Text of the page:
I decided to rewrite my review of the BRMC show at the Wiltern for the Losing Today website. It's a combination of the Marquee and Wiltern reviews that I posted in the tour archive.
Black Rebel Motorcycle Club, The Black Angels, HT Heartache @ The Wiltern on May 8, 2007
Took Out A Loan
Spread Your Love
Lien On Your Dreams
Whatever Happened To My Rock 'n' Roll
Weapon Of Choice
Red Eyes And Tears
Not What You Wanted
Need Some Air
Ain't No Easy Way
All You Do Is Talk
The stage was really high - like 5 feet tall at least. Unlike the previous 2 shows, there was another opener named HT Heartache. She was like a country folk singer with a warbly voice. She really seemed out of place at this show. The audience politely applauded all her songs, though most people didn't seem too into it.
The Black Angels were really good, with the full line up of 6 members on stage that day. Their sound was kind of psychedelic and hypnotic with a dark, atmospheric edge. They are deinitely influenced by the Brian Jonestown Massacre, since the guitarist had a guitar with BJM stickers on it. I enjoyed the sitar-like guitars and cavernous sounding drums and bass. The Black Angels were more warmly received with their '60's inspired sounds of echoing guitars and dynamic drumming. Watching them perform is always a treat. Their songs "Black Grease" and "First Vietnam War" are instantly memorable and powerful. There was some video footage behind them that looked pretty interesting.
BRMC played an excellent set throughout the night with no waiting for an encore. "Took Out A Loan" started the show as it does the new album and was well-received by the audience with lots of cheering and excitement. During the middle of it, it has kind of a false ending which continues with lots of white strobe lights reminding me of when they play "White Palms." Soon after BRMC entered the stage area, Robert Levon Been (the bassist/singer) said that this was their largest North American show yet and they were glad that it was in their hometown. Even Nick Jago (the drummer) seemed more into performing on the drums and actually smiled a few times near the end of the show. The setlist didn't change much from San Diego, with the addition of Stop - which was nice to hear again.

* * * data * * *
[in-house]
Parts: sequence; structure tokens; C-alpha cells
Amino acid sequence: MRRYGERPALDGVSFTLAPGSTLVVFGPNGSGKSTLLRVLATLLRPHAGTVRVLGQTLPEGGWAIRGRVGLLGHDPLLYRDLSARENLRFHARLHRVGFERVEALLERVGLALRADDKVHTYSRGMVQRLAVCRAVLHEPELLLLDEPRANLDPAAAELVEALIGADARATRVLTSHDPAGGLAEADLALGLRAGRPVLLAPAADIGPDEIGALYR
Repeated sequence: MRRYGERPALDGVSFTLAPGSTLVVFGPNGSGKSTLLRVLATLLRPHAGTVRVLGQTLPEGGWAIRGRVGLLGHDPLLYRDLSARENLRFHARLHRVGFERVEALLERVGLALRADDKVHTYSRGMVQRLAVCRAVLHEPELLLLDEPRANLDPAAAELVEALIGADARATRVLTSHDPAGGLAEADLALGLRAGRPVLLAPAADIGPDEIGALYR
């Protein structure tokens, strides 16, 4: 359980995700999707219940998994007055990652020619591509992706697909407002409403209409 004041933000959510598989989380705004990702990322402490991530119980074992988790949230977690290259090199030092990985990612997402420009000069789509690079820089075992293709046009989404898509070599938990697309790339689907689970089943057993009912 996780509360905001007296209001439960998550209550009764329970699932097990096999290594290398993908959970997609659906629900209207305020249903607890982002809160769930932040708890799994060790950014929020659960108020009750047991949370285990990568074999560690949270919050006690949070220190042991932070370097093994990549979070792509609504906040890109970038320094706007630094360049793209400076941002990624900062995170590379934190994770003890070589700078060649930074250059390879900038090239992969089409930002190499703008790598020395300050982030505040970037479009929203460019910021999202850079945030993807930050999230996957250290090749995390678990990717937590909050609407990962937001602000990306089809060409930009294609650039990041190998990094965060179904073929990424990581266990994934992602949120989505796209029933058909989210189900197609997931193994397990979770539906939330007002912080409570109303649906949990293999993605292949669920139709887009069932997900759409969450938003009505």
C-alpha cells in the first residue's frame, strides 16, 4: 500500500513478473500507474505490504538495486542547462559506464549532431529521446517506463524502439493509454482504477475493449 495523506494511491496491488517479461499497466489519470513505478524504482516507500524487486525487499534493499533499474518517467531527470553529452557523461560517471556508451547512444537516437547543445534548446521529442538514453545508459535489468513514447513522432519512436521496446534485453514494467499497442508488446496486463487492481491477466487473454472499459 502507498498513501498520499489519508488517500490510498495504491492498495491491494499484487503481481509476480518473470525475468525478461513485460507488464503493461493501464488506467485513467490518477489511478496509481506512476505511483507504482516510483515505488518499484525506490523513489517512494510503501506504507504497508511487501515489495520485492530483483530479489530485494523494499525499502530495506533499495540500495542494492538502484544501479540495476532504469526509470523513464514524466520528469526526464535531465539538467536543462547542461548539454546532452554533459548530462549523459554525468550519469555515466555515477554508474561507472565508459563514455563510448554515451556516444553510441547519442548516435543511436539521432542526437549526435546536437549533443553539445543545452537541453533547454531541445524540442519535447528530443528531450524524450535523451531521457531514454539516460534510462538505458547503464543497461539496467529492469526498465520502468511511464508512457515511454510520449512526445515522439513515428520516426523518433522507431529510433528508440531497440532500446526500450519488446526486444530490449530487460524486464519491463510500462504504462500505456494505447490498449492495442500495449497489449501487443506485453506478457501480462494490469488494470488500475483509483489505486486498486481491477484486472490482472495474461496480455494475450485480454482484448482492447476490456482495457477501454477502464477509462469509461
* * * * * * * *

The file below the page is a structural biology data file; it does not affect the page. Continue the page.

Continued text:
Next, was "Berlin" which was already a very familiar and exciting live song, I definitely see it as the next single. The rest of the set was full of new songs from Baby 81, including "Lien on Your Dreams," "Not What You Wanted," and of course "Weapon of Choice." The piano on the stage was put to good use with the live debut of "Window" and then "Promise" right after it. "Need Some Air" and "American X" features Peter on bass and Robert on lead guitar. "Need Some Air" is a very cool live song with Spike and Peter providing some amusing "whoa oo oo's" at the end. "American X" has a lot of space in it that reminds me of "Riders on the Storm," and it was a welcome addition to the set. "Spread Your Love" and "Whatever Happened to My Rock n' Roll" are live favorites which seem to be permanent parts of the setlist.
They played "Red Eyes and Tears," which is always well-received. Near the middle/end of "Took Out a Loan" (the show opener), Been added some lyrics which I usually can't hear. "666 Conducer" has been consistently amazing to see and hear live because of the grooving bass line that Been played almost entirely on his knees. Robert was especially into the performance, moving to the edge of the stage quite a few times. Even Peter seems to enjoy watching that. There was more time for applause before the encore started. Peter Hayes played "Fault Line" and "Devil's Waitin'," during which he forgot a line and had the audience singing along to fill it in. Then, Robert came out for "Mercy" and had the house lights turned down.
During Howl, Peter Hayes (guitarist/singer) is playing his keyboard more facing the audience with a black drapery covering the front of it. I guess it's better than having his back to the audience, though I don't understand what the covering is for. The rest of the band came on and during "Ain't No Easy Way," Robert threw his tamborine into audience. However, this was not the most exciting thing he gave to the audience. The final song of the night was the lovely "All You Do Is Talk," which starts off slowly and builds to a powerfully stirring chorus. It was a lovely way to end the show. At the end of "All You Do Is Talk," he unplugged the Epiphone bass guitar he was playing and handed it to the audience. And people went nuts for it. I think there was some punching by the girl who ended up with it. The security had to break it up a little.